The Neuroscience of Stammering

Most of us will likely agree that the brain of a person who stammers works somewhat differently to the brain of someone who is fluent. What is not so clear, is how it is different. Earlier this year Dr Soo-Eun Chang at the University of Michigan spoke to Peter Reitzes from StutterTalk about her research … Read more The Neuroscience of Stammering

Finding meaning in therapy

As a speech and language therapist and researcher, Mark Ylvisaker inspires my work. Mark was both a speech and language therapist and philosopher, and someone who passionately devoted his life to working with people with brain injury. Back in 2007, he said “in the absence of meaningful engagement in chosen life activities, all interventions ultimately … Read more Finding meaning in therapy

Inside Culture Club

Dom: ‘Post brain injury life is about staying busy and in touch with the world. To that end one of the things I go to is a group set up by my counsellor Cathy that we tentatively call ‘Culture Club’. No, we don’t sit around and discuss Boy George! Once every two months a group … Read more Inside Culture Club

Stammering activism and speech and language therapy: an inside view

    This month Sam is guest blogger for the Did I Stutter? Project – you may read her blog here

Transparency

I like to be really transparent. Early after a TBI, I had such magnificently apparent social communication impairments that my verbal blurts were excused. As I recovered in visual processing, attention, balance, auditory processing, and something else I can’t remember (probably memory), I looked a lot less disabled. That made the blurts more noticeable and … Read more Transparency

Stutter-Affirming Therapy: Removing the Obstacles to Spontaneous Speech

How can we help people who stutter come to understand stuttering as something other than the negative opposite of fluency? We can begin by exploring with them the mechanisms of ableism that position those with disabilities as inferior. People do not exist in a vacuum. Discourses that give meaning to our world pre-exist our births. … Read more Stutter-Affirming Therapy: Removing the Obstacles to Spontaneous Speech

Supervision at the fork in the road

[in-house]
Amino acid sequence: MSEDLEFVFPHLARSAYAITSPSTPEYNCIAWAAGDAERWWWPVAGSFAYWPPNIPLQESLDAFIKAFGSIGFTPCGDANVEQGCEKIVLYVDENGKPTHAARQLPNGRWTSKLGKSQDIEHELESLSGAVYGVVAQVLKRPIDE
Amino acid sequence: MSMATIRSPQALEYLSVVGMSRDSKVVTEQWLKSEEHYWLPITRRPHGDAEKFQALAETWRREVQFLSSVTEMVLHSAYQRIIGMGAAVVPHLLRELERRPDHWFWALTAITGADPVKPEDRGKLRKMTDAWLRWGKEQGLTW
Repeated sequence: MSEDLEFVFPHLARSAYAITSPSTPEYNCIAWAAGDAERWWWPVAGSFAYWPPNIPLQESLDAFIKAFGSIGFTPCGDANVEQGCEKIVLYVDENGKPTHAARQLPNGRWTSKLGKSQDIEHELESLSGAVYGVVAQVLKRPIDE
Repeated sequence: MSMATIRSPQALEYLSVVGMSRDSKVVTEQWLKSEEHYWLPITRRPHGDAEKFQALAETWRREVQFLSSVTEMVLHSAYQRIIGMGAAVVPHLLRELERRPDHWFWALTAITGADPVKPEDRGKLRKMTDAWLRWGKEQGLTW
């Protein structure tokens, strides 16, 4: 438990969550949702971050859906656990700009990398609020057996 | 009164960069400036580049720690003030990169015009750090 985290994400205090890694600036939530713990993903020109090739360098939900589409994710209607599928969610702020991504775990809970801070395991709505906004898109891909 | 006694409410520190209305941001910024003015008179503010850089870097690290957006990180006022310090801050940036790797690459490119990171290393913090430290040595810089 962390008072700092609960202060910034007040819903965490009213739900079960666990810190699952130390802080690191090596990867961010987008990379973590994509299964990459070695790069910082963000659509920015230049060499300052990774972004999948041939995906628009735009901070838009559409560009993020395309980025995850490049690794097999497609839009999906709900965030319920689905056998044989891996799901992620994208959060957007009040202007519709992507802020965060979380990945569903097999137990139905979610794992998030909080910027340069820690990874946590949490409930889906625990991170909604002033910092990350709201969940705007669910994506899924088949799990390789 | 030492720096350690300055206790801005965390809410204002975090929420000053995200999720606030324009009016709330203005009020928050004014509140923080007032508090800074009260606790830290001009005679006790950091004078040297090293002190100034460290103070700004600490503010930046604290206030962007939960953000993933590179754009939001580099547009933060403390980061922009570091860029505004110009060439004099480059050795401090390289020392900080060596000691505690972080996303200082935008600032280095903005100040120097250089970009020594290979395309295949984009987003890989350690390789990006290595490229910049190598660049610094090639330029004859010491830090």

We all start out with dreams and ideas about how our careers will go. It’s hard to foresee when, where or why the forks in the road will come, but it is almost certain that they will. This blog post explores two key ways in which supervision helped me to negotiate a fork in the … Read more Supervision at the fork in the road

Putting the Relationship in Supervision

Supervision. The word invokes many different thoughts for me. The many supervisors I have had, and the many people I have supervised. And the formality of the word. I got a bit stuck when trying to move past this, so I read through multiple blog posts about having one’s communication shaped, ‘therapyed’ or embraced. These … Read more Putting the Relationship in Supervision

The Quiet before the Word

An aneurysm ruptured in my brain when I was 27. The facts are simple enough. Yet, I find this topic resists such simplicity. I had been an American abroad, touring a show to the International Fringe Festival in Scotland. I was onstage when it happened, though I don’t remember when I stopped singing. I don’t … Read more The Quiet before the Word

Power, professionals, privilege and person-centredness…

As an allied health professional and educator in the health and social care sector, I interview a lot of would-be health and social care professionals. Almost without fail, these university applicants talk about caring and their desire to work with people, of communication skills and understanding. In due course the successful students study hard to … Read more Power, professionals, privilege and person-centredness…